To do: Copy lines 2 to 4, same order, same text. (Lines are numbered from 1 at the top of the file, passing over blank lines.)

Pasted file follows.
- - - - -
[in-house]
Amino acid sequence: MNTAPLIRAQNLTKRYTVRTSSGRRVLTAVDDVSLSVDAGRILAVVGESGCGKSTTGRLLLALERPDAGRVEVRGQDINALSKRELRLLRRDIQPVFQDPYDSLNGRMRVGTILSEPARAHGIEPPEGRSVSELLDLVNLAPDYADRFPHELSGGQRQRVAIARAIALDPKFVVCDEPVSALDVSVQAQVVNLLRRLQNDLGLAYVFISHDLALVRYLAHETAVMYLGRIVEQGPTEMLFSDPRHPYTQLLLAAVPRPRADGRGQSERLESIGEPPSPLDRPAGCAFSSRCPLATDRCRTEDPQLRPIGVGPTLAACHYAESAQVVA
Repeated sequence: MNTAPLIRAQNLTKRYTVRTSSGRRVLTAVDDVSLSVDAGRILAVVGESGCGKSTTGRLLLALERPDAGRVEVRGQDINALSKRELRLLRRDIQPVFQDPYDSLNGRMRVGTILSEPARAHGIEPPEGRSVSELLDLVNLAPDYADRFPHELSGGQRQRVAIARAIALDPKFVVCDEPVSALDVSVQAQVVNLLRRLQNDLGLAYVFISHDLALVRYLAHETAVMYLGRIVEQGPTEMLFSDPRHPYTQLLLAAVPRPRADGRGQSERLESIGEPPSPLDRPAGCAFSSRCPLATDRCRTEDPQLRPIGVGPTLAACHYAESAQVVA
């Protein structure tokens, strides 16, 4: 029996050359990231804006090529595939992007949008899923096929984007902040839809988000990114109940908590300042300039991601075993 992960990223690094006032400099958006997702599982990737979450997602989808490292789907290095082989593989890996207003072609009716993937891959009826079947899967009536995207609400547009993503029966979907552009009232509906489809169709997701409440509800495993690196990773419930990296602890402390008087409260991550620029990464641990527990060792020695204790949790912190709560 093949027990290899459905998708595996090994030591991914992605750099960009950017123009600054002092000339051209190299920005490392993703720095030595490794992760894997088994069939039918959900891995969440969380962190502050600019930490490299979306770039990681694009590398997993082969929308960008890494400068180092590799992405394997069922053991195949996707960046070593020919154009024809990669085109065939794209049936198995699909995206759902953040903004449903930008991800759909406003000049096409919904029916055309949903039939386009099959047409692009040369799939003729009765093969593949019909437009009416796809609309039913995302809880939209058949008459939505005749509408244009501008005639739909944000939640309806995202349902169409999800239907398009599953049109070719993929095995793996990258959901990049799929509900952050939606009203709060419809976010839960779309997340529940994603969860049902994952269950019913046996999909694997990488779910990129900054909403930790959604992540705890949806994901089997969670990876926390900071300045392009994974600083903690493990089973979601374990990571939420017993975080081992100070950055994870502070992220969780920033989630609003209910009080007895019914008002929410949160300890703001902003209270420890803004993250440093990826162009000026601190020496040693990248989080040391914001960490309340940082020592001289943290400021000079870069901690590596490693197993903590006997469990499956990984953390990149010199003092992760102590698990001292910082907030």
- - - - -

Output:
Amino acid sequence: MNTAPLIRAQNLTKRYTVRTSSGRRVLTAVDDVSLSVDAGRILAVVGESGCGKSTTGRLLLALERPDAGRVEVRGQDINALSKRELRLLRRDIQPVFQDPYDSLNGRMRVGTILSEPARAHGIEPPEGRSVSELLDLVNLAPDYADRFPHELSGGQRQRVAIARAIALDPKFVVCDEPVSALDVSVQAQVVNLLRRLQNDLGLAYVFISHDLALVRYLAHETAVMYLGRIVEQGPTEMLFSDPRHPYTQLLLAAVPRPRADGRGQSERLESIGEPPSPLDRPAGCAFSSRCPLATDRCRTEDPQLRPIGVGPTLAACHYAESAQVVA
Repeated sequence: MNTAPLIRAQNLTKRYTVRTSSGRRVLTAVDDVSLSVDAGRILAVVGESGCGKSTTGRLLLALERPDAGRVEVRGQDINALSKRELRLLRRDIQPVFQDPYDSLNGRMRVGTILSEPARAHGIEPPEGRSVSELLDLVNLAPDYADRFPHELSGGQRQRVAIARAIALDPKFVVCDEPVSALDVSVQAQVVNLLRRLQNDLGLAYVFISHDLALVRYLAHETAVMYLGRIVEQGPTEMLFSDPRHPYTQLLLAAVPRPRADGRGQSERLESIGEPPSPLDRPAGCAFSSRCPLATDRCRTEDPQLRPIGVGPTLAACHYAESAQVVA
């Protein structure tokens, strides 16, 4: 029996050359990231804006090529595939992007949008899923096929984007902040839809988000990114109940908590300042300039991601075993 992960990223690094006032400099958006997702599982990737979450997602989808490292789907290095082989593989890996207003072609009716993937891959009826079947899967009536995207609400547009993503029966979907552009009232509906489809169709997701409440509800495993690196990773419930990296602890402390008087409260991550620029990464641990527990060792020695204790949790912190709560 093949027990290899459905998708595996090994030591991914992605750099960009950017123009600054002092000339051209190299920005490392993703720095030595490794992760894997088994069939039918959900891995969440969380962190502050600019930490490299979306770039990681694009590398997993082969929308960008890494400068180092590799992405394997069922053991195949996707960046070593020919154009024809990669085109065939794209049936198995699909995206759902953040903004449903930008991800759909406003000049096409919904029916055309949903039939386009099959047409692009040369799939003729009765093969593949019909437009009416796809609309039913995302809880939209058949008459939505005749509408244009501008005639739909944000939640309806995202349902169409999800239907398009599953049109070719993929095995793996990258959901990049799929509900952050939606009203709060419809976010839960779309997340529940994603969860049902994952269950019913046996999909694997990488779910990129900054909403930790959604992540705890949806994901089997969670990876926390900071300045392009994974600083903690493990089973979601374990990571939420017993975080081992100070950055994870502070992220969780920033989630609003209910009080007895019914008002929410949160300890703001902003209270420890803004993250440093990826162009000026601190020496040693990248989080040391914001960490309340940082020592001289943290400021000079870069901690590596490693197993903590006997469990499956990984953390990149010199003092992760102590698990001292910082907030």